This paper explores how a virtuous Kantian agent would regard and express her sexuality. I argue both that Kant has a rich account of virtue, and that a virtuous Kantian agent should view her sexuality as a good thing–as an important aspect of her animal nature. On my view, the virtuous agent does not seek to suppress her sexuality, but rather to find modes and contexts for its expression that allow the agent to maintain her self-respect and to avoid degrading (...)
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  12. Lara Denis (2002). Kant's Ethical Duties and Their Feminist Implications. Canadian Journal of Philosophy, Supplementary Volume 28 (Supplement):157-87.
    Many feminist philosophers have been highly critical of Kant’s ethics, either because of his rationalism or because of particular claims he makes about women in his writings on anthropology and political philosophy. In this paper, I call attention to the aspects of Kant’s ethical theory that make it attractive from a feminist standpoint. Kant’s duties to oneself are rich resource for feminism. These duties require women to act in ways that show respect for themselves as rational human agents by, e.g., (...)
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  13. Lara Denis (2001). Moral Self-Regard: Duties to Oneself in Kant's Moral Theory. Garland Pub..
    Moral Self-Regard draws on the work of Marcia Baron, Joseph Butler and Allen Wood, among others in this first extensive study of the nature, foundation and significance of duties to oneself in Kant's moral theory.
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  14. Lara Denis (2000). Kant's Conception of Duties Regarding Animals: Reconstruction and Reconsideration. History of Philosophy Quarterly 17 (4):405-23.
    In Kant’s moral theory, we do not have duties to animals, though we have duties with regard to them. I reconstruct Kant’s arguments for several types of duties with regard to animals and show that Kant’s theory imposes far more robust requirements on our treatment of animals than one would expect. Kant’s duties regarding animals are perfect and imperfect; they are primarily but not exclusively duties to oneself; and they condemn not merely cruelty to animals for its own sake, but (...)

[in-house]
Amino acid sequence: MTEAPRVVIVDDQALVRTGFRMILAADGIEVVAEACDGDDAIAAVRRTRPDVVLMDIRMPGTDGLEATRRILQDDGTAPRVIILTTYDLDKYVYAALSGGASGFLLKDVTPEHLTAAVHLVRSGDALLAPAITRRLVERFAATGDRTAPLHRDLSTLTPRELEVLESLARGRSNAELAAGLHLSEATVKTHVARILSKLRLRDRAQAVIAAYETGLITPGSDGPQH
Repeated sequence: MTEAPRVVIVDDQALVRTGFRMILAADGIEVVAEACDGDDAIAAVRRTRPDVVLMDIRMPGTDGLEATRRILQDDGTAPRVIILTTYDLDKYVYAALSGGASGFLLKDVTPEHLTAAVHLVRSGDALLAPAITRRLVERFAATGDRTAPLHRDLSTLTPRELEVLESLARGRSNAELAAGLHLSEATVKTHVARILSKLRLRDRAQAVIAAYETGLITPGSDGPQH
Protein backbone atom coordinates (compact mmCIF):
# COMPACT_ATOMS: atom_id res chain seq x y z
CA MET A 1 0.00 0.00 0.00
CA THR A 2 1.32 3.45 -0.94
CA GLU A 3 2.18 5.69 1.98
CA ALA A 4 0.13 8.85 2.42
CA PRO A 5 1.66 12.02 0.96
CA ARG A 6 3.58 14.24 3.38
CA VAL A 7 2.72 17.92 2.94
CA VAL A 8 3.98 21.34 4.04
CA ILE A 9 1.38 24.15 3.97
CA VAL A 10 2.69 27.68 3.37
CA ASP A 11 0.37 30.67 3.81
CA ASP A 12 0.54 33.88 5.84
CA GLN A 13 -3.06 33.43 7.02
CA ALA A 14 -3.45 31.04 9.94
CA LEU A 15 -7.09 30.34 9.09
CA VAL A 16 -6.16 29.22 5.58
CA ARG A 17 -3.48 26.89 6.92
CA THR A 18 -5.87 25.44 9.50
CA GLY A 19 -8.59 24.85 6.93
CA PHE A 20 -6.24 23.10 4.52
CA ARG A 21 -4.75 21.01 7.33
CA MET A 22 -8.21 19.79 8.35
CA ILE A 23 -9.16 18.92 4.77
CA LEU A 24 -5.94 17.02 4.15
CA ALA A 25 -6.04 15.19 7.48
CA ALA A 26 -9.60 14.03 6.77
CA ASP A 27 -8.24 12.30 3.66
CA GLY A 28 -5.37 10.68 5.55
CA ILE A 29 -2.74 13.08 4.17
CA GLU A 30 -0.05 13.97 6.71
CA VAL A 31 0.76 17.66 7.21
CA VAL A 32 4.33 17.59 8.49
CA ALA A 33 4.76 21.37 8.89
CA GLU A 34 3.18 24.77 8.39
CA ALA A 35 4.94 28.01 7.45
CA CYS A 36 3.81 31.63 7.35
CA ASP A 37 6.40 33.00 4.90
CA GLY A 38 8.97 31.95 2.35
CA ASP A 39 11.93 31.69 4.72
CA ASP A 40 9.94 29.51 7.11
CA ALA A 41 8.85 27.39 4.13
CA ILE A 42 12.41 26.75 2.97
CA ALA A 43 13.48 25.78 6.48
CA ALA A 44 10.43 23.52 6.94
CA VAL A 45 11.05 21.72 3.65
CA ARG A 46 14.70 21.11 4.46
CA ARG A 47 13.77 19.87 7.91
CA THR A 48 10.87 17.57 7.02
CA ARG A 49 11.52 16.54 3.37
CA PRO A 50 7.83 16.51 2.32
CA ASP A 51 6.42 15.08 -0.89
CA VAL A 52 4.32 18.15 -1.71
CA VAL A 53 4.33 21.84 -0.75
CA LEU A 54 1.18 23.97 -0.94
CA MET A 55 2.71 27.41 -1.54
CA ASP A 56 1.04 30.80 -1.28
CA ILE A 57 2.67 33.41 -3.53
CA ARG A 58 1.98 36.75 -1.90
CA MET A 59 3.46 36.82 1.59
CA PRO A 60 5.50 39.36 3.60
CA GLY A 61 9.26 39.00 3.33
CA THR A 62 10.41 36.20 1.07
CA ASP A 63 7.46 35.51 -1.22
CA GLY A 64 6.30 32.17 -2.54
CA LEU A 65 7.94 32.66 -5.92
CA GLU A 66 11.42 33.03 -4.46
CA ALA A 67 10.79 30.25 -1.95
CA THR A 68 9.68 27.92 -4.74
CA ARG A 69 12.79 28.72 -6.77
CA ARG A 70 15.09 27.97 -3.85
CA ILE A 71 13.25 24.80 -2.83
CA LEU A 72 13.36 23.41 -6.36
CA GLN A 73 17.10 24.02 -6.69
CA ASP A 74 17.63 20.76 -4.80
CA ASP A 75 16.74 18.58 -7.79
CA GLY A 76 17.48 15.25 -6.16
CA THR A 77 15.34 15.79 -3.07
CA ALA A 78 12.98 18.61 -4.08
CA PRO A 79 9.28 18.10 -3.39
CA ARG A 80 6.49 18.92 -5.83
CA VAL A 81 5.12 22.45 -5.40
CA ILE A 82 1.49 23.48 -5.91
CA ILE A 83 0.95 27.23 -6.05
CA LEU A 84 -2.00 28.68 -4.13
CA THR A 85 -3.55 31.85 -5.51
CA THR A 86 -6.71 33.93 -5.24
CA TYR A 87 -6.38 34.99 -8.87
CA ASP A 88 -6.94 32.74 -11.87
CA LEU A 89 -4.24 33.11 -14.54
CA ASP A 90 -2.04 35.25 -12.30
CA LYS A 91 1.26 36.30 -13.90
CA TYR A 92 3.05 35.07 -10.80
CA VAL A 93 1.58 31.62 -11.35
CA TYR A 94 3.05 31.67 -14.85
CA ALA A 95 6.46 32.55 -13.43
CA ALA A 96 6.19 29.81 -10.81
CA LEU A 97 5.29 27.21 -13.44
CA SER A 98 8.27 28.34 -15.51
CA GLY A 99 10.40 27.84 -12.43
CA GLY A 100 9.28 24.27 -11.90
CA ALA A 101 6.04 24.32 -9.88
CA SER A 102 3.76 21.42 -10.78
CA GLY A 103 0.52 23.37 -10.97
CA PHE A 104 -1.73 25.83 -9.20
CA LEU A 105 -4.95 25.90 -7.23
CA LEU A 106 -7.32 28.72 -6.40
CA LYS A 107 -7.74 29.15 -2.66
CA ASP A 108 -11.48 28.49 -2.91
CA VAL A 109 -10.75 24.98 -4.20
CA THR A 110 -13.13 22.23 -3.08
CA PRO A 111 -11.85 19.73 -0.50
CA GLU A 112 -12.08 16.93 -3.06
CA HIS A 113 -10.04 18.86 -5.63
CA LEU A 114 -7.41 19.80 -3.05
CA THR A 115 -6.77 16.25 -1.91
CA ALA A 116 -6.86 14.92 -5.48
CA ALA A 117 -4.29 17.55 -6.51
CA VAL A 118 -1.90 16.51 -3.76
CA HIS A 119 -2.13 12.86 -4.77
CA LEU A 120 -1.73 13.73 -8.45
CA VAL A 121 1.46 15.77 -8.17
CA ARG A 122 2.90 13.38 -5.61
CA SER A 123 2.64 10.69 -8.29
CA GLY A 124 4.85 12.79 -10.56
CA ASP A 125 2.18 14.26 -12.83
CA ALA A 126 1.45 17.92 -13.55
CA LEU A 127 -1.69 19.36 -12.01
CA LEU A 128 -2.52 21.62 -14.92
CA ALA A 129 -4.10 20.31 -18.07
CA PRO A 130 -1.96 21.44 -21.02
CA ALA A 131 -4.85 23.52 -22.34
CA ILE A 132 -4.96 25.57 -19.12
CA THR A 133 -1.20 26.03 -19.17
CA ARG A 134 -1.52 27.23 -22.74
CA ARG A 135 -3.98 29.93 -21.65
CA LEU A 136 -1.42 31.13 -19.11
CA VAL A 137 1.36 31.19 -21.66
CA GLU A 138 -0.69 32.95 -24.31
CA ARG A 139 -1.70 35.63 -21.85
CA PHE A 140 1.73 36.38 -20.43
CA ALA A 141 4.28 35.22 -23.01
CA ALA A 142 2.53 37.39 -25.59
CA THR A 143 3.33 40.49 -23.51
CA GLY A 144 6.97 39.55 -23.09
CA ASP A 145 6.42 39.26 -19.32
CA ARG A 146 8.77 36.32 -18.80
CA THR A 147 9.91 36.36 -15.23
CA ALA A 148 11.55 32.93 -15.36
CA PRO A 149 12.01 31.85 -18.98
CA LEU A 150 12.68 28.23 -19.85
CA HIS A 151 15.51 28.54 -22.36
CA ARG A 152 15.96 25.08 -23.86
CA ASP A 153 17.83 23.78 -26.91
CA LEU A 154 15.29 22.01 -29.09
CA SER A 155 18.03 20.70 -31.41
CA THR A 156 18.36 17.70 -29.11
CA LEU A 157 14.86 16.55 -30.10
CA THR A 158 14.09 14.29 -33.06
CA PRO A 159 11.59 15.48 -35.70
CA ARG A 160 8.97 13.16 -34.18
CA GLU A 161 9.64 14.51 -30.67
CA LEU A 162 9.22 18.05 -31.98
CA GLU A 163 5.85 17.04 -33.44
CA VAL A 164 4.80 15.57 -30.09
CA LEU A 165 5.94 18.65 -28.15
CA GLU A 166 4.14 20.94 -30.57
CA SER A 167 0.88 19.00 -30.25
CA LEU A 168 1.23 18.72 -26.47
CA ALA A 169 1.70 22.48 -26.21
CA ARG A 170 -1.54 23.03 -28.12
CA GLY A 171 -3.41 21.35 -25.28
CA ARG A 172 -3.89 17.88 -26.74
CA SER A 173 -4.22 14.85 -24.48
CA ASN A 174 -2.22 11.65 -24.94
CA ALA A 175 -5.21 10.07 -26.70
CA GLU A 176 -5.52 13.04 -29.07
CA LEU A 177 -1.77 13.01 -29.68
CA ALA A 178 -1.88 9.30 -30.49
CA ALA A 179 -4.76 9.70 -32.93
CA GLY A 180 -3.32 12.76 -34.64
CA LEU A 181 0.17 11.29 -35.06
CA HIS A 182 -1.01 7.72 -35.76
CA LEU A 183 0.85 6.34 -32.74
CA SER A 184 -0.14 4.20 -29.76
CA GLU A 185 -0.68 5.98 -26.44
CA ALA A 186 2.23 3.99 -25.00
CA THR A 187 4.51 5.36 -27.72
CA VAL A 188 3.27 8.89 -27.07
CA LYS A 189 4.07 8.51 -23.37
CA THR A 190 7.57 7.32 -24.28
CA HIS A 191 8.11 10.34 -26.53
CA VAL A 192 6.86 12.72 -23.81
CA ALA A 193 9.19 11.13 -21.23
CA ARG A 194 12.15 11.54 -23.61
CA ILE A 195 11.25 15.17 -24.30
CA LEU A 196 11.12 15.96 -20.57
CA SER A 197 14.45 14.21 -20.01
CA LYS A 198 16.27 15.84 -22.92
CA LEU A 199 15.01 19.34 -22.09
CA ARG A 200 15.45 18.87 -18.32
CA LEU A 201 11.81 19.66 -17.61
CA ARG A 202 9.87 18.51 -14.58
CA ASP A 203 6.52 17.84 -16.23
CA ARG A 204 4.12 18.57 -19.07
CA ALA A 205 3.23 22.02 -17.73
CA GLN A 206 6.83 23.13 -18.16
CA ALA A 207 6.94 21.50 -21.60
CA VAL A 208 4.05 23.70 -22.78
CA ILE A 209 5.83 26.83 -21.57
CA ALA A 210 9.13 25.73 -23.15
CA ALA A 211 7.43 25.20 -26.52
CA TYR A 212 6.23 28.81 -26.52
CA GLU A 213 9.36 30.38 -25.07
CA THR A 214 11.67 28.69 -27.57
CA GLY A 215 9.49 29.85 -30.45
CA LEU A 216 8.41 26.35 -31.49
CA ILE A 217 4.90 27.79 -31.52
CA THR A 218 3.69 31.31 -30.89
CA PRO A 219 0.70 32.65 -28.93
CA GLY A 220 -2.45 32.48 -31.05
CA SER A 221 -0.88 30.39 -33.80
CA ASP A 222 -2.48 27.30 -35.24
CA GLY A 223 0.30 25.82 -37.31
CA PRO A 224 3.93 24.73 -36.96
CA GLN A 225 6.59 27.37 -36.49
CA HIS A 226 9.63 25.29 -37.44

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  15. Lara Denis (1999). Kant on the Wrongness of 'Unnatural' Sex. History of Philosophy Quarterly 16 (2):225-48.
    I consider Kant’s use of claims about “nature’s ends” in his arguments to establish maxims of homosexual sex, masturbation, and bestiality as constituting “unnatural” sexual vices, which are contrary to one’s duties to oneself as an animal and moral being. I argue, first, that the formula of humanity is the principle best suited for understanding duties to oneself as an animal and moral being; and second, that although natural teleology is relevant to some degree in specifying these duties, it cannot (...)
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  16. Lara Denis (1999). Kant on the Perfection of Others. Southern Journal of Philosophy 37 (1):25-41.
    Kant claims that we have a duty to promote our own moral perfection, but not the moral perfection of others. I examine three types of argument for this asymmetry, as well as the implications of these arguments--and their success or failure--for Kantian theory. The arguments I consider say that (first) to promote others’ perfection is impossible; (second) to try to promote others’ perfection is impermissible; and (third) one cannot be obligated to promote both others’ perfection and one’s own. I argue (...)